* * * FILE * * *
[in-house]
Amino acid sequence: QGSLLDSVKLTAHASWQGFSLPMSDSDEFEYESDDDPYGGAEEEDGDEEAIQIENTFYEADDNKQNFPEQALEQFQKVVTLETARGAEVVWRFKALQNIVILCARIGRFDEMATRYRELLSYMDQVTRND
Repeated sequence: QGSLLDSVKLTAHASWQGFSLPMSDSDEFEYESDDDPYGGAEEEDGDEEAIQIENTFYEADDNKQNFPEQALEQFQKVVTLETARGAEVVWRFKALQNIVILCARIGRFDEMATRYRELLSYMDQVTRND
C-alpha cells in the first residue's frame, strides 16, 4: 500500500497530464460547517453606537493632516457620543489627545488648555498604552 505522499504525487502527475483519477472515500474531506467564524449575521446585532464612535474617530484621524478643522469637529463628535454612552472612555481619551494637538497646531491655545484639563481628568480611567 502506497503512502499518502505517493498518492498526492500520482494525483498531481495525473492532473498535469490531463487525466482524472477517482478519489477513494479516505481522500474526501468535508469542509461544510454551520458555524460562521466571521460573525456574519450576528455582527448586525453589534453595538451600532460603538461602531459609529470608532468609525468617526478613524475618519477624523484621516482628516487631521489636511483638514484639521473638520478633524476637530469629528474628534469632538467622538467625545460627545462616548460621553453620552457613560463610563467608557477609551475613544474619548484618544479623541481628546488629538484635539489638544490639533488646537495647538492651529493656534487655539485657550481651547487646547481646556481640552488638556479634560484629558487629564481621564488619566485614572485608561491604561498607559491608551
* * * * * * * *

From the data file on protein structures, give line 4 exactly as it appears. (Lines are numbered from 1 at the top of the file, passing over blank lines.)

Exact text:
C-alpha cells in the first residue's frame, strides 16, 4: 500500500497530464460547517453606537493632516457620543489627545488648555498604552 505522499504525487502527475483519477472515500474531506467564524449575521446585532464612535474617530484621524478643522469637529463628535454612552472612555481619551494637538497646531491655545484639563481628568480611567 502506497503512502499518502505517493498518492498526492500520482494525483498531481495525473492532473498535469490531463487525466482524472477517482478519489477513494479516505481522500474526501468535508469542509461544510454551520458555524460562521466571521460573525456574519450576528455582527448586525453589534453595538451600532460603538461602531459609529470608532468609525468617526478613524475618519477624523484621516482628516487631521489636511483638514484639521473638520478633524476637530469629528474628534469632538467622538467625545460627545462616548460621553453620552457613560463610563467608557477609551475613544474619548484618544479623541481628546488629538484635539489638544490639533488646537495647538492651529493656534487655539485657550481651547487646547481646556481640552488638556479634560484629558487629564481621564488619566485614572485608561491604561498607559491608551